Silicon Quantum Computing Pty Ltd (SQC), is an Australian private company at the forefront of global efforts to build a commercial-scale silicon-based quantum computer and bring QC to market. SQC was formed in May 2017 by the Commonwealth of Australia, the University of New South Wales (UNSW), Telstra Corporation Limited, the Commonwealth Bank and the State of New South Wales, and funded with A$82.8 million, to acquire a portfolio of world leading, silicon QC intellectual property (IP) developed at the Centre of Excellence for Quantum Computation and Communications Technology (CQC2T). Since May 2017, leveraging the CQC2T IP and its own developed QC IP, SQC has been pursuing a program to build a quantum processor in silicon by assembling a world class team of quantum scientists, engineers and technicians, acquiring specialist equipment and moving into laboratory space at UNSW. In addition to its core processor technology development program, SQC is executing a strategy to ensure it can manufacture the computer.
UNSW is one of the leading research-intensive universities in Australia with more than 6,000 staff and world class research infrastructure. It hosts the ARC Centre of Excellence that is world leading in silicon-based quantum computing. UNSW’s Faculty of Science consists of nine schools with more than 400 staff and 700 researchers delivering world class research and innovation. UNSW scientists from the School of Physics and the School of Chemistry will assist SQC to provide the subject knowledge around quantum-material demands, testing of qubit coherence properties in the enriched silicon material and contribute to the general knowledge of quantum applications of isotopically enriched silicon.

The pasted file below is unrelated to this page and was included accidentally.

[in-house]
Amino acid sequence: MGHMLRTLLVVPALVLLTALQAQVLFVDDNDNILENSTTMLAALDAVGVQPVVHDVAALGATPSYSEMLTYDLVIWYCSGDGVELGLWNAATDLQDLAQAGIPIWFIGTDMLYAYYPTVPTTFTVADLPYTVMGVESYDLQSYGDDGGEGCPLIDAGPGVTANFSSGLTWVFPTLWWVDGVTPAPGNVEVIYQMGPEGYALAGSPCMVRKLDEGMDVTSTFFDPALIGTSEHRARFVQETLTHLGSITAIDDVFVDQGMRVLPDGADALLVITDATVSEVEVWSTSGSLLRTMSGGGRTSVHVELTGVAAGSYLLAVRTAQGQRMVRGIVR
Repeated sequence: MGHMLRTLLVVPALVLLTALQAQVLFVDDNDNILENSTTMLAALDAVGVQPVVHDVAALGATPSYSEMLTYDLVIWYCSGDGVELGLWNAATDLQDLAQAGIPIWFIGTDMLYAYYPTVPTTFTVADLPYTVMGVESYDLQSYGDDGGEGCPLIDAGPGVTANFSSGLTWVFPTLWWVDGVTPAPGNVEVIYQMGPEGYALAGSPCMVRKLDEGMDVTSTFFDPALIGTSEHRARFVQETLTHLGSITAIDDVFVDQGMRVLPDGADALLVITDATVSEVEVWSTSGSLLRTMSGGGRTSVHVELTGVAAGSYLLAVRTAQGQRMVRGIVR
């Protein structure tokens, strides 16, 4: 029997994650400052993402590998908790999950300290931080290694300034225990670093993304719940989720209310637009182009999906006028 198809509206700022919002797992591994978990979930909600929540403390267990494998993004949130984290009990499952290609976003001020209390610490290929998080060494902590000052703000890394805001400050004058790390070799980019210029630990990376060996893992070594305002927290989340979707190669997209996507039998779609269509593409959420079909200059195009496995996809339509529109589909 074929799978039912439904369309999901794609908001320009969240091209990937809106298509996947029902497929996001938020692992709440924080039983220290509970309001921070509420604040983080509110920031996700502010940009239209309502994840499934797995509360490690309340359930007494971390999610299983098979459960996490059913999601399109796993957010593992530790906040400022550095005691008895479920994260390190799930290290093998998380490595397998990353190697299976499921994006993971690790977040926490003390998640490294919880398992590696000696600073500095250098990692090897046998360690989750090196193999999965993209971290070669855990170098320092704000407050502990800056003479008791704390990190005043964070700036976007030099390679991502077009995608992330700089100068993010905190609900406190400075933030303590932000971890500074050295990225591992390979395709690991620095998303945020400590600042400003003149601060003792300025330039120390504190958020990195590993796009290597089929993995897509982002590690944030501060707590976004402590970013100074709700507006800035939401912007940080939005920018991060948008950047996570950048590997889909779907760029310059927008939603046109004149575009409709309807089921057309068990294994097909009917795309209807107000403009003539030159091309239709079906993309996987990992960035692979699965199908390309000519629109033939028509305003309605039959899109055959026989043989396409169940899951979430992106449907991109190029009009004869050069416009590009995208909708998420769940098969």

About Silex Systems
Silex Systems Limited (Silex) is a high-tech company listed on the Australian Stock Exchange. Silex’s core expertise is in the development of laser isotope separation (LIS) technology and is the inventor of the unique SILEX laser enrichment process which is being developed as a next generation technology for the global uranium enrichment industry. A variant of Silex’s LIS technology also has the potential to economically produce Zero-Spin Silicon (ZS-Si) with very high isotopic purity. This is the key enabling material for silicon-based quantum processors and is required to support the development and anticipated global growth of silicon-based QC technology.
Source: Silex Systems